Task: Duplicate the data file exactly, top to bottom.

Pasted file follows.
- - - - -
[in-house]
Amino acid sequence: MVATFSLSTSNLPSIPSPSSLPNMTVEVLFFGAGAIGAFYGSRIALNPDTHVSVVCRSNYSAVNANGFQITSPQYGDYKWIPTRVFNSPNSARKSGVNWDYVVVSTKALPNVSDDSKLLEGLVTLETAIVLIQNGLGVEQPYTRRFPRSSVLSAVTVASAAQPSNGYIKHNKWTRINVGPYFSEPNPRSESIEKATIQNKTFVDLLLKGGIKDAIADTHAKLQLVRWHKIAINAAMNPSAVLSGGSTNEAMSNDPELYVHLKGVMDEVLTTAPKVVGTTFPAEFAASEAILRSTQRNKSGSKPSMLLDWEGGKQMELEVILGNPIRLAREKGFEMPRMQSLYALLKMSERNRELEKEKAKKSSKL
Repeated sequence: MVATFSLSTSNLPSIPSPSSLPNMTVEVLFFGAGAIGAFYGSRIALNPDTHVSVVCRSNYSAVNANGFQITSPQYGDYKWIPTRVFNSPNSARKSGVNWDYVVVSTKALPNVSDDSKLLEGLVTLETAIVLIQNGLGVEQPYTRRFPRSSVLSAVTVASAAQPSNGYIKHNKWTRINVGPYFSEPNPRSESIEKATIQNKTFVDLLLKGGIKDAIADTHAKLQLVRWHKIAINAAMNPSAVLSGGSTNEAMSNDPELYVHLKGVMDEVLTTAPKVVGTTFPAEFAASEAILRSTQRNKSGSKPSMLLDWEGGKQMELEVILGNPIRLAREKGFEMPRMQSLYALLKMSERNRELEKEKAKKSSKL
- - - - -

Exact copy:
[in-house]
Amino acid sequence: MVATFSLSTSNLPSIPSPSSLPNMTVEVLFFGAGAIGAFYGSRIALNPDTHVSVVCRSNYSAVNANGFQITSPQYGDYKWIPTRVFNSPNSARKSGVNWDYVVVSTKALPNVSDDSKLLEGLVTLETAIVLIQNGLGVEQPYTRRFPRSSVLSAVTVASAAQPSNGYIKHNKWTRINVGPYFSEPNPRSESIEKATIQNKTFVDLLLKGGIKDAIADTHAKLQLVRWHKIAINAAMNPSAVLSGGSTNEAMSNDPELYVHLKGVMDEVLTTAPKVVGTTFPAEFAASEAILRSTQRNKSGSKPSMLLDWEGGKQMELEVILGNPIRLAREKGFEMPRMQSLYALLKMSERNRELEKEKAKKSSKL
Repeated sequence: MVATFSLSTSNLPSIPSPSSLPNMTVEVLFFGAGAIGAFYGSRIALNPDTHVSVVCRSNYSAVNANGFQITSPQYGDYKWIPTRVFNSPNSARKSGVNWDYVVVSTKALPNVSDDSKLLEGLVTLETAIVLIQNGLGVEQPYTRRFPRSSVLSAVTVASAAQPSNGYIKHNKWTRINVGPYFSEPNPRSESIEKATIQNKTFVDLLLKGGIKDAIADTHAKLQLVRWHKIAINAAMNPSAVLSGGSTNEAMSNDPELYVHLKGVMDEVLTTAPKVVGTTFPAEFAASEAILRSTQRNKSGSKPSMLLDWEGGKQMELEVILGNPIRLAREKGFEMPRMQSLYALLKMSERNRELEKEKAKKSSKL